Last week, a Roman sommelier was among the oenophiles gathered in Paris for the auction of wines from the Élysée Palace. In sort of a French version of the early 90s comedy “Dave,” in which Kevin Kline impersonates the president and finds inventive ways to cut the budget, Francois Hollande decided to sell off some of the more expensive wines in the 12,000 bottle presidential cellar. …
According to research published Monday in the Proceedings of the National Academy of Sciences, the French started making that wine 24 centuries ago.
Patrick McGovern, a biomolecular archaeologist at the University of Pennsylvania in Philadelphia, analyzed a limestone pressing platform from the town of Lattes, just south of Montpellier, hugging the Mediterranean.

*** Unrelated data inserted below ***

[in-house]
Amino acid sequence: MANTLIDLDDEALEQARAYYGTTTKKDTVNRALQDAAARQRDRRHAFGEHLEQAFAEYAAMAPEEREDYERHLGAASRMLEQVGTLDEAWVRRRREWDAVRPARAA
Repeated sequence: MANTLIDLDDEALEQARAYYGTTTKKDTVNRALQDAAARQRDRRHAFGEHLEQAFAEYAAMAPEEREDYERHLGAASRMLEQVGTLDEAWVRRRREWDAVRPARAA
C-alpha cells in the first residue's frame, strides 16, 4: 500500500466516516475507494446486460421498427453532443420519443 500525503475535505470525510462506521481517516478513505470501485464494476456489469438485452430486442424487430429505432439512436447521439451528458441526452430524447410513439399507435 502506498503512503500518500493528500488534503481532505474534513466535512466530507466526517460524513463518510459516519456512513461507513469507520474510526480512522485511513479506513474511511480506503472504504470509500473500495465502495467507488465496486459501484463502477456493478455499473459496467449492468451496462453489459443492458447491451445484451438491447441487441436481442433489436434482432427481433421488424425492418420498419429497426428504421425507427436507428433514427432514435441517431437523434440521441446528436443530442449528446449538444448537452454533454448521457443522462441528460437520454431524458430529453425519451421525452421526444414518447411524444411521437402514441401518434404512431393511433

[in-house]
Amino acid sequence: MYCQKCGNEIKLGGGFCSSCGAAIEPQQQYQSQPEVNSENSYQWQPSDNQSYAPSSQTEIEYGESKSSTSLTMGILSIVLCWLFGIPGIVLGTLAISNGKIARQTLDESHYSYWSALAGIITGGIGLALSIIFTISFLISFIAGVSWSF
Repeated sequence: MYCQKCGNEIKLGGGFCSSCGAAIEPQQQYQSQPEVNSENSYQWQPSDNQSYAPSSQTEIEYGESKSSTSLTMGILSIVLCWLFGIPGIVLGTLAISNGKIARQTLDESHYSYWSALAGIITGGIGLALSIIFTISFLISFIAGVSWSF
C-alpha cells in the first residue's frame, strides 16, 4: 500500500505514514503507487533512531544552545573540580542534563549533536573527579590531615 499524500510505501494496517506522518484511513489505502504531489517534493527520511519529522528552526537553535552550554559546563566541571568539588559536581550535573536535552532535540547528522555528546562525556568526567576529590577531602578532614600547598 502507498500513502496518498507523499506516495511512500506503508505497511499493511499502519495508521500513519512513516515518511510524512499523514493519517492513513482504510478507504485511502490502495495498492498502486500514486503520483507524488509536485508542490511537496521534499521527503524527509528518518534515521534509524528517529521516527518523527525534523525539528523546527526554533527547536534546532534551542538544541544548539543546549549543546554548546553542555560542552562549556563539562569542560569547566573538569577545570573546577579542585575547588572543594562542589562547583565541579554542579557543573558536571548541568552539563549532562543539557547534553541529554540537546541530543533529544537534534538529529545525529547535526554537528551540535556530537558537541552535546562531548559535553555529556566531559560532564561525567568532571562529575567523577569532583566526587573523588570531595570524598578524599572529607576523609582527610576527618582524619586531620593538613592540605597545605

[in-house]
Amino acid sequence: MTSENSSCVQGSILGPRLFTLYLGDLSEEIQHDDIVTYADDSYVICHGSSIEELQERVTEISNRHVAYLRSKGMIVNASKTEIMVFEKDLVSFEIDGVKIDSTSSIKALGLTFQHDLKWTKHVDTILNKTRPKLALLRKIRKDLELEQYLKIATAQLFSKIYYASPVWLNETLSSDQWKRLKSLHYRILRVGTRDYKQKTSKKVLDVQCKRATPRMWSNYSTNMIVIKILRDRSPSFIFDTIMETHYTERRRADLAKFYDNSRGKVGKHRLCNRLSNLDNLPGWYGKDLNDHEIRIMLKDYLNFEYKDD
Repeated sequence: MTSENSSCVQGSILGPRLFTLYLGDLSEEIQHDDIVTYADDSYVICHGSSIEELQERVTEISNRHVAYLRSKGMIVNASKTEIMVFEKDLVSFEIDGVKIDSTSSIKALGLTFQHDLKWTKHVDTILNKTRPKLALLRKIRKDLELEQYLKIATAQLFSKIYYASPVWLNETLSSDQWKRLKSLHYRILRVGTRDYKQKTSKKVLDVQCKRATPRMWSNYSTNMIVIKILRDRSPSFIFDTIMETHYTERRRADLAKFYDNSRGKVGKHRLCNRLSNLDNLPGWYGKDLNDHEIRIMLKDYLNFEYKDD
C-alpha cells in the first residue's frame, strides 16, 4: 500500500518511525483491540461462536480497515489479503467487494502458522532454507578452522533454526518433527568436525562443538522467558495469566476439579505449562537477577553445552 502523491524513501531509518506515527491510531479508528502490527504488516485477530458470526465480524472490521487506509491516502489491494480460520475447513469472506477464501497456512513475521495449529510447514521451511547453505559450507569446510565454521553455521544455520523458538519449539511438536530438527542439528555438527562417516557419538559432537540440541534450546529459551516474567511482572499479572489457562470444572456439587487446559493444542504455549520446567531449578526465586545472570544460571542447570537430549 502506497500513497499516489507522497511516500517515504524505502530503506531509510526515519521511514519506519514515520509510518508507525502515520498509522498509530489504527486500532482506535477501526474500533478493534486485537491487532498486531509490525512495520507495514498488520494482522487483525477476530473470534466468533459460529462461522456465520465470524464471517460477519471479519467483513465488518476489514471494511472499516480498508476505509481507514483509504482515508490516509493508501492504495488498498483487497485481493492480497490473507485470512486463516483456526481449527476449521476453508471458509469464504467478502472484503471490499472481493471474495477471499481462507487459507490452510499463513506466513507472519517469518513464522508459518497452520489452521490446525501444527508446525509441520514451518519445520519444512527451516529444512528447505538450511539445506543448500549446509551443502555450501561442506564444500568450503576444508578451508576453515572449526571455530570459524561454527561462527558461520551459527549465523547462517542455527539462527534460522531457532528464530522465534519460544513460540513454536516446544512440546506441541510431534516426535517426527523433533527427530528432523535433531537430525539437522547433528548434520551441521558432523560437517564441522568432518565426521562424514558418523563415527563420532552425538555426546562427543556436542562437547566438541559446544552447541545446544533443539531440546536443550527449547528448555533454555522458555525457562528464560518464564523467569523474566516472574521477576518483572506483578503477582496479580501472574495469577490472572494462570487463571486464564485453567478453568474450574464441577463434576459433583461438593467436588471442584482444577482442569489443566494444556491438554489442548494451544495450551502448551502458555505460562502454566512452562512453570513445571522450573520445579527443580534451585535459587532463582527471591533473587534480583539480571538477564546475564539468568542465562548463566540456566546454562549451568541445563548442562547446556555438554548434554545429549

“The question was whether it was an oil press or a wine press, and we proved that it is the oldest wine press in France through chemical analysis,” McGovern told Wine Spectator.
A sommelier at Hollande’s austerity sale — Marco Reitano, from the three-star Michelin La Pergola — was an active bidder who splurged $52,000 on French wine.
But McGovern concluded that circa 425 BC the reverse was true: It was the central Italians who were selling wine to the Gauls.
The Gauls “imported some very fancy wine sets, made of gold or bronze, that showed off how wealthy you were,” McGovern told the Spectator. “And if you’re going to import the wine vessels, you might get interested in making the wine yourself.”
– M.S. Scully